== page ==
🔹Stability of GOI policy expected as it’s widely assumed that CEO of India Mr Modi will continue for 7 yrs. Stability of rupee is another criteria for international investors.

🔹In near term March quarter earnings may be bad and monsoon has to be looked at. But the foreign money is not coming for 2-3 months but for next few years.

🔹India a good top down story at present. But bottoms up conviction still not there for analysts. While earnings have started appearing, the cheaper valuations in some sectors and stocks don’t make sense.

🔹Equity index to see 9-10 % growth. Even if some earnings disappointments happen, market will not see sharp correction.

🔹Conservative outlook on NPA and capex cycle. But not impossible to see positive surprise. At present coal supply is abundant, investment in power generation happened, FDI was eased, roads are being built, interest rates are down. So if this continues then positive surprise possible.

🔹On being asked why is tail wagging dog – why are some small caps expensive then large caps – Mr Nilesh Shah said – we have grown up believing that men go for Olympics and women for Miss World. But now women go for Olympics and men for Mr World! Similar is case with investing – in FY15 and FY16 though the earnings growth of BSE 200 aggregate was not good, it had 105 and 111 cos showing 20% and 30% growth respectively. So while analysts look at BSE 200 aggregate as a fund manager he is only concerned with looking at those 5 companies with good earnings growth. FY18 will provide similar opportunities for finding those 100 companies with 20-30% growth.

🔹There are pockets of value in infrastructure. Metals will show strongest growth in earnings this year. In financials and telecom they are in negative cycle now but outlook is good for 3 years. It will become a concern only when analysts start giving elevated and outlandish multiples. Non affordable housing to see some deleveraging.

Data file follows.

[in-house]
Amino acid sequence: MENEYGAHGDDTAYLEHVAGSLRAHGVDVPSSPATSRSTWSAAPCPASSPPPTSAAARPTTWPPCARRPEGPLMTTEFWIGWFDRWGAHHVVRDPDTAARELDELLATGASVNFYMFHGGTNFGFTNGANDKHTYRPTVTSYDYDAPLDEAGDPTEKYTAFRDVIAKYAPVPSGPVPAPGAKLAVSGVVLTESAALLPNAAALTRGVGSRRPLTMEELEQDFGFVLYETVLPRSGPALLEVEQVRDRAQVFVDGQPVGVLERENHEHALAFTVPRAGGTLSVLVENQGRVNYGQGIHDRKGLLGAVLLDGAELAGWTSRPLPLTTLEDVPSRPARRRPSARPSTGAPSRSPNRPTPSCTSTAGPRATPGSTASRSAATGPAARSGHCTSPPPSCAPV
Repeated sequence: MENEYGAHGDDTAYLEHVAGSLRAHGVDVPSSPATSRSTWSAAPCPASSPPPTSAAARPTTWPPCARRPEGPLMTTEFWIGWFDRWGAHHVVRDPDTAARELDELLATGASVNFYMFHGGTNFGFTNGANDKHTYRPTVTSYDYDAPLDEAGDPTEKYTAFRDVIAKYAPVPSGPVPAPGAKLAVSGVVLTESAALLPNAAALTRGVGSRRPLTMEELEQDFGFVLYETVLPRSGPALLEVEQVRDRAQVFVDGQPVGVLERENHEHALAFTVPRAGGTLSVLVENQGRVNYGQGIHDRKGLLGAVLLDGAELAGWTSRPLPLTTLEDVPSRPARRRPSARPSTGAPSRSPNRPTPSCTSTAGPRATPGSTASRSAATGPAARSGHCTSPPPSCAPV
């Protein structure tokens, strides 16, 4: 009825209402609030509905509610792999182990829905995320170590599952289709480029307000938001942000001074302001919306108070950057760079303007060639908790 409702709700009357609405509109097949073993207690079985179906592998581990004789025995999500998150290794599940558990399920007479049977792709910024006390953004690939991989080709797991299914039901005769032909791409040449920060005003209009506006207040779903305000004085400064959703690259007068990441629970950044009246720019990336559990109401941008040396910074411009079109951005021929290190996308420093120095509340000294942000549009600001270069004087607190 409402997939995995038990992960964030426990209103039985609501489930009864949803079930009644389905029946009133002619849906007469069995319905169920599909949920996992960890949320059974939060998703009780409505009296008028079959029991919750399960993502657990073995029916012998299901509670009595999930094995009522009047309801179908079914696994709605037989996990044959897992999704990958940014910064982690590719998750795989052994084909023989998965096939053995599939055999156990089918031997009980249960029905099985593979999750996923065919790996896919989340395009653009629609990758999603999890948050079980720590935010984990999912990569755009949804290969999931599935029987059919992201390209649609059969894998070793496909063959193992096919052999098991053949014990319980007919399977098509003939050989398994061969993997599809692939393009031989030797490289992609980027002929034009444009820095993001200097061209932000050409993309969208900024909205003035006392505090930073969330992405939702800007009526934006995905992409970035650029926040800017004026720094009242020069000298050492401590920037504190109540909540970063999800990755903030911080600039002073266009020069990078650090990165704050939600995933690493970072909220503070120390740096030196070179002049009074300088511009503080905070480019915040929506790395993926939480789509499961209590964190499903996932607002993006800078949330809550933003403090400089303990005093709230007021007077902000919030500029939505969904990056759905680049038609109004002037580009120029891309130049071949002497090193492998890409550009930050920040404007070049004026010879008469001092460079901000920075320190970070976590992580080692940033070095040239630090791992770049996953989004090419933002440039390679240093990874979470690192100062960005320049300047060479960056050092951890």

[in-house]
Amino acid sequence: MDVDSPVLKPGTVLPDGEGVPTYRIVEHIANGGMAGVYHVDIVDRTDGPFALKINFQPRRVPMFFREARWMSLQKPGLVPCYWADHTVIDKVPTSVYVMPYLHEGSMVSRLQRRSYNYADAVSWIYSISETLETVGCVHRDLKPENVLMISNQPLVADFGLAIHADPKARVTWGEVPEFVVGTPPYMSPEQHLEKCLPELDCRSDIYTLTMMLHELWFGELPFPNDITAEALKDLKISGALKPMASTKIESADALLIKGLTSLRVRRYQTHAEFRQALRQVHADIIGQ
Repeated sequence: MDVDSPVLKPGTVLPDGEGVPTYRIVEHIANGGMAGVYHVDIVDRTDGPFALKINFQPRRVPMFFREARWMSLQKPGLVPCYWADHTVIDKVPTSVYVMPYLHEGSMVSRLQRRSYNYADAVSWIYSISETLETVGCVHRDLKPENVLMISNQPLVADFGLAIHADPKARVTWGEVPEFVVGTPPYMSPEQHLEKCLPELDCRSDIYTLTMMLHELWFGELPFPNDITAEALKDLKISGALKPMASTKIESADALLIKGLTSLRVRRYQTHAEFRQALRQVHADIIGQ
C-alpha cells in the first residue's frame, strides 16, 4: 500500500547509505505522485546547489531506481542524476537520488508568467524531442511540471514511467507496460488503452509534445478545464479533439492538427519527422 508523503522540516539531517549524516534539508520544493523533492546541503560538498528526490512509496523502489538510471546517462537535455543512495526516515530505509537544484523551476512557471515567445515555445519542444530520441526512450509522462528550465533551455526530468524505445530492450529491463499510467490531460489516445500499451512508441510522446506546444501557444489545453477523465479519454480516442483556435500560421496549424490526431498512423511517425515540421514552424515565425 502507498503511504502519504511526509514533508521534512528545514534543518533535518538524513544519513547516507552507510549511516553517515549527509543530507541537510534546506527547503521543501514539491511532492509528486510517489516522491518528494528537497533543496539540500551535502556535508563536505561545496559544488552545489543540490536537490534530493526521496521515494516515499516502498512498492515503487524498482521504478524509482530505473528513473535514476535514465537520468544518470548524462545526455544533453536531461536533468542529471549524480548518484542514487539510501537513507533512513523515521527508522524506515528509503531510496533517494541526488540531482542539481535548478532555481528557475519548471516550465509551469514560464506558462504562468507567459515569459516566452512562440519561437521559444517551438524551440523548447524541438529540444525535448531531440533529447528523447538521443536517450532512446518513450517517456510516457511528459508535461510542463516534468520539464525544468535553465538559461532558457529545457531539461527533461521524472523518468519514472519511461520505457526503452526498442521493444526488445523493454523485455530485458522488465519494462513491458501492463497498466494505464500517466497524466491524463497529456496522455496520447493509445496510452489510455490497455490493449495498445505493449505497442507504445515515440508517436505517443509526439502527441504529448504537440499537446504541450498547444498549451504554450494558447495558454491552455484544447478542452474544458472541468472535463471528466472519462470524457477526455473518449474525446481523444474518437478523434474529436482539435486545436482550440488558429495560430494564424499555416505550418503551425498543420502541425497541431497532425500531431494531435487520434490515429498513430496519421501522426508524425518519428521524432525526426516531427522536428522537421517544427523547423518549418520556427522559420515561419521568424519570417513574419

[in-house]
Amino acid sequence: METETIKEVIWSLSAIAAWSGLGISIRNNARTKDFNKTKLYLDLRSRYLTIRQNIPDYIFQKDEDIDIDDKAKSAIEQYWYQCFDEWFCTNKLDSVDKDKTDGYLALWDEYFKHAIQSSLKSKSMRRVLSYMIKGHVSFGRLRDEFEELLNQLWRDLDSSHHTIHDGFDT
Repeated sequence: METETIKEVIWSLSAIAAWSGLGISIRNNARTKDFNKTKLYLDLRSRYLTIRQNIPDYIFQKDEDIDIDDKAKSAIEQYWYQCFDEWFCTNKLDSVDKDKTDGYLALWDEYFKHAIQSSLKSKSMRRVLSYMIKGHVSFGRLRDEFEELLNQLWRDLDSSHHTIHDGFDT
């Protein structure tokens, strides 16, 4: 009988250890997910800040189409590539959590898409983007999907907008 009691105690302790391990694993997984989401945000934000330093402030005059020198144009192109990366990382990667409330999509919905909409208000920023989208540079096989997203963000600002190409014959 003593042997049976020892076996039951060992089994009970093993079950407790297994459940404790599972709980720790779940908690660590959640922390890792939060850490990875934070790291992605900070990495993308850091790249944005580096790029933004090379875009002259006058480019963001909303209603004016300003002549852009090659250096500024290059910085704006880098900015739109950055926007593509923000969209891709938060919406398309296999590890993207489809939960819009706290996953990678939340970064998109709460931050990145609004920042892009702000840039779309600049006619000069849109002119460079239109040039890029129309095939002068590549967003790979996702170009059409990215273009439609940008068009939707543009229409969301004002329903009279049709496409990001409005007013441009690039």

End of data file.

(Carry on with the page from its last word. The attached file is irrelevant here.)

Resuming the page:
🔹If credit picks up then interest rates will pick up, else in a realistic scenario there may be some scope for rates to go down. While RBI may not cut rates, it may leave ample liquidity in system which will keep rates lower.

🔹With prevention of corruption act, things should improve for PSUs and they are likely to turn favourite of investors (from ugly duckling).

🔹While Indian population has become brand conscious and most listed stocks are brands, the increasing brand consciousness among non urban population, disruption from cash to cashless and GST will lead to higher volumes, profit margins and stock prices for organised segment.

🔹On global front US Fed is increasing rates at controlled pace. So not a concern.  With rupee strengthening, 45 – 50 % nifty earnings global in nature but over there change in regulation is more of a concern than exchange rate. Also India imports more than it exports.

🔹 According to RJ’s quote “If the girl is pretty the suitor will come” and India will have no issues on this front.

🔹 In 1990s, during an IPO major amount of funds were stuck for 90 days. Now due to efficient mechanism it’s cut to 7 days.

🔹For insurance companies selling ULIP is not an issue. NPS corpus also increasing. Some Mutual Funds are seeing good inflows

🔹Telecom currently out of favor but 3 years down the line industry will be organised and rational after consolidation phase.

🔹For contra call market capitalization of industry should be seen versus others. For example IT 10 lac cr Market Cap is not cheap vs other industries. In telecom it is lower versus telecom in Indonesia.

 

About IAIP

India Association of Investment Professionals (IAIP), which is established April 2005 and located in Mumbai, is an association of local investment professionals. As one of the 136 CFA Institute member societies, IAIP connects members to a global network of investment professionals. Consisting of portfolio managers, security analysts, investment advisors, and other financial professionals, IAIP promotes ethical and professional standards within the investment industry, facilitates the exchange of information and opinions among people within the local investment community and beyond, and works to further the public’s understanding of the CFA designation and investment industry.